dont forget the LBS pays a % fee for accepting a credit card, so cash does make a difference as the LBS doesnt give any of it away to someone else. Its one of the reasons so many places refuse AmEx as their fees were always MUCH higher than Visa, Mastercard etc. Its not about avoiding paying tax etc - just saving another 1-2% or so...
    Your Past is Not Your Potential...
  • Anonymous
    Anonymous Posts: 79,667
    I just ask "Could you see how much can you do such and such for? I've seen it for £X on the internet...

    I always try and buy at the LBS and they usually price match but you get great service too!
  • jgsi
    jgsi Posts: 5,062
    Bigpikle wrote:
    dont forget the LBS pays a % fee for accepting a credit card, so cash does make a difference as the LBS doesnt give any of it away to someone else. Its one of the reasons so many places refuse AmEx as their fees were always MUCH higher than Visa, Mastercard etc. Its not about avoiding paying tax etc - just saving another 1-2% or so...

    That doesnt apply to debit cards tho?
    I stand to be corrected by a retail expert.
  • balthazar
    balthazar Posts: 1,565
    JGSI wrote:
    I can understand that cash or card makes very little difference as everything has to be audited in a reputable shop.. but it does mean an upfront settlement and not finance should have a certain weight to it when making the purchase.
    Of course, I didn't make that clear: any finance agreement was a different matter, and we were told never to do deals on finance sales. In fact, I understand that in many high-sale environments, "Cash" means any upfront settlement, whether by card, cheque or literally cash. In our case, though, it was invariably meant as paper money, and offered in an "under the till" style.

    I think I remember my managers telling me that the cost of receiving payment by debit and credit cards (Amex excepted) was fixed per-sale, and consequently negligible (hence their disinterest in cash); perhaps anybody in retail now could clarify? Is there a saving, to the seller, in taking cash payments?
  • Daimler
    Daimler Posts: 215
    I've built up a good repor with my LBS and I can often get a discount on nearly all things I buy with them. I get on well with the staff and they are all friendly and helpful so I'm please to use them even if their prices are a few £ more than some other places.

    At the end of the day you can only ask and they can only say no.
    No harm in that.
    Planet X RT-57 custom build
  • Velonutter
    Velonutter Posts: 2,437
    Banks will charge you when you pay cash in, some times up to to 6%, that is why so many supermarkets offer you "Cash back" as it is a way of getting money into their bank without paying stupid fees.

    The only way cash can work is with a small retailer who may have some old written off stock, that is when cash works.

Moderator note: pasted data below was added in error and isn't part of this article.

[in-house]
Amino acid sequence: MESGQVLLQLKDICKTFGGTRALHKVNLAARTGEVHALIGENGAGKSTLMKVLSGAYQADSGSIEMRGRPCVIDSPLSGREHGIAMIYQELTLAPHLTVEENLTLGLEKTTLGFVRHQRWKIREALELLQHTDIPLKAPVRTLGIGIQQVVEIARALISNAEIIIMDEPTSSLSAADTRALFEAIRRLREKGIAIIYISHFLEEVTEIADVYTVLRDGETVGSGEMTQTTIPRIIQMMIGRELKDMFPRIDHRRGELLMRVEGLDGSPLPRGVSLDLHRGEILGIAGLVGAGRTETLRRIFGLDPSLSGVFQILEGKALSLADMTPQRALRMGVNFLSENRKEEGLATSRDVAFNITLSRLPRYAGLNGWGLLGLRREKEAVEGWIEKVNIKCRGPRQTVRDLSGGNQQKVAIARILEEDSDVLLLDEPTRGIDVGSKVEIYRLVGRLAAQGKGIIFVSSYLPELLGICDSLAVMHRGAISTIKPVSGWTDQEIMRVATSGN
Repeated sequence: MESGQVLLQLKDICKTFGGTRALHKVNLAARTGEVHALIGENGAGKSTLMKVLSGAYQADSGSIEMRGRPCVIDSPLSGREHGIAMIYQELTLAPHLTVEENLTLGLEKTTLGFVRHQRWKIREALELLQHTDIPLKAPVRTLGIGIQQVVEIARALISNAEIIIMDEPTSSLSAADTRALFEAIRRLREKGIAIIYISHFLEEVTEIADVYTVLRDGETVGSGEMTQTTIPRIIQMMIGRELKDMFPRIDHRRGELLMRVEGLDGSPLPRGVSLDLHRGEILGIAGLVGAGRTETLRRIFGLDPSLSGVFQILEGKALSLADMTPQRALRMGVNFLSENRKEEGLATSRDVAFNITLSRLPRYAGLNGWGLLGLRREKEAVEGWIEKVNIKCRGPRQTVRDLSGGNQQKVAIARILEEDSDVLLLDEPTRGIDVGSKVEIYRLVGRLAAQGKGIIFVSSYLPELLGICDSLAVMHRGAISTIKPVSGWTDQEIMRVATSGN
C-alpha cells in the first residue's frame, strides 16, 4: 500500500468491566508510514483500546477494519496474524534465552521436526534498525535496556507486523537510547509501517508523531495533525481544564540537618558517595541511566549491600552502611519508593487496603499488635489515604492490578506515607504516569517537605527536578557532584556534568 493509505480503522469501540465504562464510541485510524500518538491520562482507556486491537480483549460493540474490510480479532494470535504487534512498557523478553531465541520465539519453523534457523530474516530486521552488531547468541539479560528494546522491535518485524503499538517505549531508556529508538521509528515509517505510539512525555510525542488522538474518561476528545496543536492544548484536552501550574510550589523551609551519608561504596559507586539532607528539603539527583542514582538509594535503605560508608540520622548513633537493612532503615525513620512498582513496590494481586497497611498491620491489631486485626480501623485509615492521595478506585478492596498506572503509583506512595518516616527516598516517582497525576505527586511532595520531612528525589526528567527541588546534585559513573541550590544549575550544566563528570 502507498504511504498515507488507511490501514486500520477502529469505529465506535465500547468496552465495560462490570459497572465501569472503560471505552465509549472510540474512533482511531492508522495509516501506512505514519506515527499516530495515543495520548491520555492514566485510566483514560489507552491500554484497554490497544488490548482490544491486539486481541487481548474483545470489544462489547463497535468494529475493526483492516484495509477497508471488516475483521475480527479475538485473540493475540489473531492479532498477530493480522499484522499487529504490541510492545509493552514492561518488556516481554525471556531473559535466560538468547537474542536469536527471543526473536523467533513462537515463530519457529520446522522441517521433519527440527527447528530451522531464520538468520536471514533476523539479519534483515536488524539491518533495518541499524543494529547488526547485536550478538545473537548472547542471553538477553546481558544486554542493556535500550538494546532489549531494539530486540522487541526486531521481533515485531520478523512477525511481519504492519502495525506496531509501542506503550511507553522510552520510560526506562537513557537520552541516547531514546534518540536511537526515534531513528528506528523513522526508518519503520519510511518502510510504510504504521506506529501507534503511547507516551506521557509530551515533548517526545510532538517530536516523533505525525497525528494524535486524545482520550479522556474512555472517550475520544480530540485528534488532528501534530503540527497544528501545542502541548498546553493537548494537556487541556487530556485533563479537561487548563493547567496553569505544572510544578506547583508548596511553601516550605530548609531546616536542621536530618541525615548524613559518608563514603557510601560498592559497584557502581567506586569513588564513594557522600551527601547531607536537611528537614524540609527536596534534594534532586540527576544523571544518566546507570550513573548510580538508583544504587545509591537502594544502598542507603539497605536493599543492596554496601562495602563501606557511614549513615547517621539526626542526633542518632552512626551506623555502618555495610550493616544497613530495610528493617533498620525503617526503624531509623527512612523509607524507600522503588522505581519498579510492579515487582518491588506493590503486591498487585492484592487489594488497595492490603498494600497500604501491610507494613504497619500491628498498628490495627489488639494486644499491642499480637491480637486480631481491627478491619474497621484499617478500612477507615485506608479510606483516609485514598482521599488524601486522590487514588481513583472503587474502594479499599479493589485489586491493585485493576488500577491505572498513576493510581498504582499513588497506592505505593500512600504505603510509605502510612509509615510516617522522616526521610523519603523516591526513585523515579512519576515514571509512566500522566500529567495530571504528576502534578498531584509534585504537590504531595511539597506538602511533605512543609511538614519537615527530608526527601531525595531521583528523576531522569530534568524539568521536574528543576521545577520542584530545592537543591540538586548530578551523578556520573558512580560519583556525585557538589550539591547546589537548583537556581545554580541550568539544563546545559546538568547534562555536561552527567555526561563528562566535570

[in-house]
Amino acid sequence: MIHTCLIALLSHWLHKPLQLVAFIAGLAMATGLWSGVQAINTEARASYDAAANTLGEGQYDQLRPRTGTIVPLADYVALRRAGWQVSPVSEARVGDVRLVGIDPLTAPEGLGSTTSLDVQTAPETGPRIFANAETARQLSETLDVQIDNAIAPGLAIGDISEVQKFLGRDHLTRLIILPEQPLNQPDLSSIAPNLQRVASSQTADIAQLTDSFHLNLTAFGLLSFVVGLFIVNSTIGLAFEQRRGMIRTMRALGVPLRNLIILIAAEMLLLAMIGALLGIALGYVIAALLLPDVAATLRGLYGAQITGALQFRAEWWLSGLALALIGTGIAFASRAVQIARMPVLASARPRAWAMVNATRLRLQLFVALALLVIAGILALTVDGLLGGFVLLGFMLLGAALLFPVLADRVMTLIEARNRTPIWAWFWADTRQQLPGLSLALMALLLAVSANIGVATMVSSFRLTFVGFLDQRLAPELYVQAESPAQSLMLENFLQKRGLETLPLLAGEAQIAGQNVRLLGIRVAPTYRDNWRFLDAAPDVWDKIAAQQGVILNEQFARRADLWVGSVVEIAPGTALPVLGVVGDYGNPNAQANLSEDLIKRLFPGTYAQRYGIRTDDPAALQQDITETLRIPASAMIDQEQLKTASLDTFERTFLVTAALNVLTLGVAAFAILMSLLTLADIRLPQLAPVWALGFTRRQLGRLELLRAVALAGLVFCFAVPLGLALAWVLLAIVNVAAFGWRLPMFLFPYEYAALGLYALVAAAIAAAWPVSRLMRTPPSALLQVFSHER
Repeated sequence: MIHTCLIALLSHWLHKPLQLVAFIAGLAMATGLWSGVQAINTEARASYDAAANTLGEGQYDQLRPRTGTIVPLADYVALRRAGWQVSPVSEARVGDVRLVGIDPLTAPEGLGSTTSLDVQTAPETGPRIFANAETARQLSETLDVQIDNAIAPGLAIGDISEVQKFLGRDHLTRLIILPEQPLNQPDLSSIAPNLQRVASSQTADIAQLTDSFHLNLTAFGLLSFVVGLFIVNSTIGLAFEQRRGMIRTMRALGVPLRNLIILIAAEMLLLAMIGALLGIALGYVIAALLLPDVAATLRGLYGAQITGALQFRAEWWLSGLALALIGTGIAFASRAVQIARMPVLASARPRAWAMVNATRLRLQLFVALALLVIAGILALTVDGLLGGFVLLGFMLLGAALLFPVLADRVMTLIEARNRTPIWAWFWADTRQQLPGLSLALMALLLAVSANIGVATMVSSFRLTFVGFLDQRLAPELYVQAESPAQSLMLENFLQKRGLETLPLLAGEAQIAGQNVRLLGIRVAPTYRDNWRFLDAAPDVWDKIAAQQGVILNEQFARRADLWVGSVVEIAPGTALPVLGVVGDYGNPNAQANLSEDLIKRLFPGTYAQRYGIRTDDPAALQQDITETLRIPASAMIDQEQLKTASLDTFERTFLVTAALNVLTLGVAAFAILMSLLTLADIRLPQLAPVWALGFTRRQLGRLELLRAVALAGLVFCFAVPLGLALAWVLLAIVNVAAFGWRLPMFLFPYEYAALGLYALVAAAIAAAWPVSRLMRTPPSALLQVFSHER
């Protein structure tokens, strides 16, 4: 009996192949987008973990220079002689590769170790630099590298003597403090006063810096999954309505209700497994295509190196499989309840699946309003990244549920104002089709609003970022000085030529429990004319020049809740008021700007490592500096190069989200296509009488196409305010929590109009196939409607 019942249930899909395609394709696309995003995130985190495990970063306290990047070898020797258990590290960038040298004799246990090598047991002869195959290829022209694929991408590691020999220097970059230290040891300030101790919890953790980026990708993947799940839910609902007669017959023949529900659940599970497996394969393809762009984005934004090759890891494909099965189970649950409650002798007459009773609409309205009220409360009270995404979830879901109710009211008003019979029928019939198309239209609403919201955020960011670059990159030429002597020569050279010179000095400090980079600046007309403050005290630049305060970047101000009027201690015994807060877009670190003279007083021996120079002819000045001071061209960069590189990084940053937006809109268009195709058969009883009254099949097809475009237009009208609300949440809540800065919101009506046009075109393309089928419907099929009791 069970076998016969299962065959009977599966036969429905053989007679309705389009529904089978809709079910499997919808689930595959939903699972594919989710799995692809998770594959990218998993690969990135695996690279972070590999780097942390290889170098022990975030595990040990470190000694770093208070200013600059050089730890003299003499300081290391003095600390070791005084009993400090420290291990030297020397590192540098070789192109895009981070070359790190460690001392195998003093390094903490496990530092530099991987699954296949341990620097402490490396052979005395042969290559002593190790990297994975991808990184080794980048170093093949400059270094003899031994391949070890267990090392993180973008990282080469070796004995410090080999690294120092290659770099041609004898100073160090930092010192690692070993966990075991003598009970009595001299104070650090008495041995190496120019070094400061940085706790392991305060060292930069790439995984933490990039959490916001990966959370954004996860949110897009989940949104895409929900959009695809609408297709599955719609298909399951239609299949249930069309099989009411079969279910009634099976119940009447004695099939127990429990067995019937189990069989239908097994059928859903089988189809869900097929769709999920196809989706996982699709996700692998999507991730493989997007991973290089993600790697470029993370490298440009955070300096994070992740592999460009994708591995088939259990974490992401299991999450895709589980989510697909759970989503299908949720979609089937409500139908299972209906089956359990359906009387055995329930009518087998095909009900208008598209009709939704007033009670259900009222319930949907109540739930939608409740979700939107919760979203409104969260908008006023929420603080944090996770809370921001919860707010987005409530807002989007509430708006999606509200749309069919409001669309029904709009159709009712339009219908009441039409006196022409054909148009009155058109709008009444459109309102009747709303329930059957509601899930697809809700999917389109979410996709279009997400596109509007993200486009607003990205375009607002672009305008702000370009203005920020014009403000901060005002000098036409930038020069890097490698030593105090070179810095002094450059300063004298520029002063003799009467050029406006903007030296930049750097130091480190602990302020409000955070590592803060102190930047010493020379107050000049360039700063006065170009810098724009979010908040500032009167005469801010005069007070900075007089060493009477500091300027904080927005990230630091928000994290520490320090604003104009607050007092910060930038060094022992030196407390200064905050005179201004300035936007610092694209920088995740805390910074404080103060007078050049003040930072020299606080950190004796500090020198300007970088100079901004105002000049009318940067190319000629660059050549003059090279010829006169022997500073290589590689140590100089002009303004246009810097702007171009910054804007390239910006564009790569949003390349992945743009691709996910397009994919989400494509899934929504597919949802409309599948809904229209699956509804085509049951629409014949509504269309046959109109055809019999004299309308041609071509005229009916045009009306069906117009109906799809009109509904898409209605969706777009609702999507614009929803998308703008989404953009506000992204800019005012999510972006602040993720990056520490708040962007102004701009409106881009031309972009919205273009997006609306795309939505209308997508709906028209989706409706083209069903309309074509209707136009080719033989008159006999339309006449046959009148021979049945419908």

• ride_whenever
    ride_whenever Posts: 13,279
    'm currently working the the trade, obviously not working, but it's been quiet today....

    On some bikes the markup is as low as 17% so discounts on the ticket price isn't really on. Look at what bikes they have discounted, that's a good way to save money. Accessories tend to have a much bigger markup than complete bike, hence (as is mentioned above) you'll get more for aftermarket upgrades than as a plain reduction on the ticket.

    As an idea of what could be done, the other week my flatmate bought a bike off us, we tossed in just over £100 of accessories, some of which were ordered in, giving him in total about 12% discount. I'd offer a similar sort of deal to any regular forum contributor.
  • stokepa31
    stokepa31 Posts: 559
    edited March 2010
    ticket price on my scott was £1500. I upgraded the wheels to EA70s from WH R500s and took two scott carbon cages. cost me £1550 total. Thought id done well. Also get 10% off all small purchases and price match on larger items like my garmin 705.

    Long live the LBS and I would rather pay a bit more than order a bike of tinternet. I do use wiggle and CRC for some purchases especially if I want something quick and cant get in to the shop.
    Burning Fat Not Rubber

    Scott CR1
    Genesis IO ID
    Moda Canon
  • Smokin Joe
    Smokin Joe Posts: 2,706
    On the subject of cards, IIRC when I used to take them credit cards used to cost me 2.1/2% to the card company, and debit cards a fixed fee of 50p per transaction. That was nearly twenty years back though.

    Don't imagine that payment in cash is always better for the shop than finance though, finance companies pay commission to retailers for introductions.
  • relanium
    relanium Posts: 487
    I asked my LBS today if they could price match something I had seen on the internet, so he checked their website to see what they were selling the product for and asked where I'd seen it cheaper so I told him..... Then he paused and laughed, and replied by saying no way could they price match that, he said how can that bike shop be selling the product so cheap.

    So I ask myself why can't LBS match prices!
  • stokepa31
    stokepa31 Posts: 559
    relanium wrote:
    So I ask myself why can't LBS match prices!